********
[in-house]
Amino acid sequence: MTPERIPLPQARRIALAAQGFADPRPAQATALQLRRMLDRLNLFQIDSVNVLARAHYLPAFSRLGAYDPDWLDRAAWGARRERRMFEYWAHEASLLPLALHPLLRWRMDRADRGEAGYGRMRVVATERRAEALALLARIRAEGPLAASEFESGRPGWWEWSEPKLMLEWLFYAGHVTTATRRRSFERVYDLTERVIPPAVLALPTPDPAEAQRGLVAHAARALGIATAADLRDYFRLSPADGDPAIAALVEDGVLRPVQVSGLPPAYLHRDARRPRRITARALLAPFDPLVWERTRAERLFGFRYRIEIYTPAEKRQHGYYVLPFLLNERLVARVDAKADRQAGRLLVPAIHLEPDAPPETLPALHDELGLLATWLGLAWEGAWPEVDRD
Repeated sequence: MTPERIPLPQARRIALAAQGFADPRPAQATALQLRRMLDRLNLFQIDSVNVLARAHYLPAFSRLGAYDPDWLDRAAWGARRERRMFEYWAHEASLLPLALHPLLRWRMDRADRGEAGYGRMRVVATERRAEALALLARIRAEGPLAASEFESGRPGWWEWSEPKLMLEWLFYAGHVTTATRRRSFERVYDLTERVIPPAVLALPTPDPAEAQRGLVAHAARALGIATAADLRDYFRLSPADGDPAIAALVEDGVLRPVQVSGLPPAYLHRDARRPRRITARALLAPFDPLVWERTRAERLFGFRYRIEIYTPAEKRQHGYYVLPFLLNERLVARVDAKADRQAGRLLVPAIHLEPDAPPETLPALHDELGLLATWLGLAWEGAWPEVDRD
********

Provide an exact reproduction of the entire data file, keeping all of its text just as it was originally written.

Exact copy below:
[in-house]
Amino acid sequence: MTPERIPLPQARRIALAAQGFADPRPAQATALQLRRMLDRLNLFQIDSVNVLARAHYLPAFSRLGAYDPDWLDRAAWGARRERRMFEYWAHEASLLPLALHPLLRWRMDRADRGEAGYGRMRVVATERRAEALALLARIRAEGPLAASEFESGRPGWWEWSEPKLMLEWLFYAGHVTTATRRRSFERVYDLTERVIPPAVLALPTPDPAEAQRGLVAHAARALGIATAADLRDYFRLSPADGDPAIAALVEDGVLRPVQVSGLPPAYLHRDARRPRRITARALLAPFDPLVWERTRAERLFGFRYRIEIYTPAEKRQHGYYVLPFLLNERLVARVDAKADRQAGRLLVPAIHLEPDAPPETLPALHDELGLLATWLGLAWEGAWPEVDRD
Repeated sequence: MTPERIPLPQARRIALAAQGFADPRPAQATALQLRRMLDRLNLFQIDSVNVLARAHYLPAFSRLGAYDPDWLDRAAWGARRERRMFEYWAHEASLLPLALHPLLRWRMDRADRGEAGYGRMRVVATERRAEALALLARIRAEGPLAASEFESGRPGWWEWSEPKLMLEWLFYAGHVTTATRRRSFERVYDLTERVIPPAVLALPTPDPAEAQRGLVAHAARALGIATAADLRDYFRLSPADGDPAIAALVEDGVLRPVQVSGLPPAYLHRDARRPRRITARALLAPFDPLVWERTRAERLFGFRYRIEIYTPAEKRQHGYYVLPFLLNERLVARVDAKADRQAGRLLVPAIHLEPDAPPETLPALHDELGLLATWLGLAWEGAWPEVDRD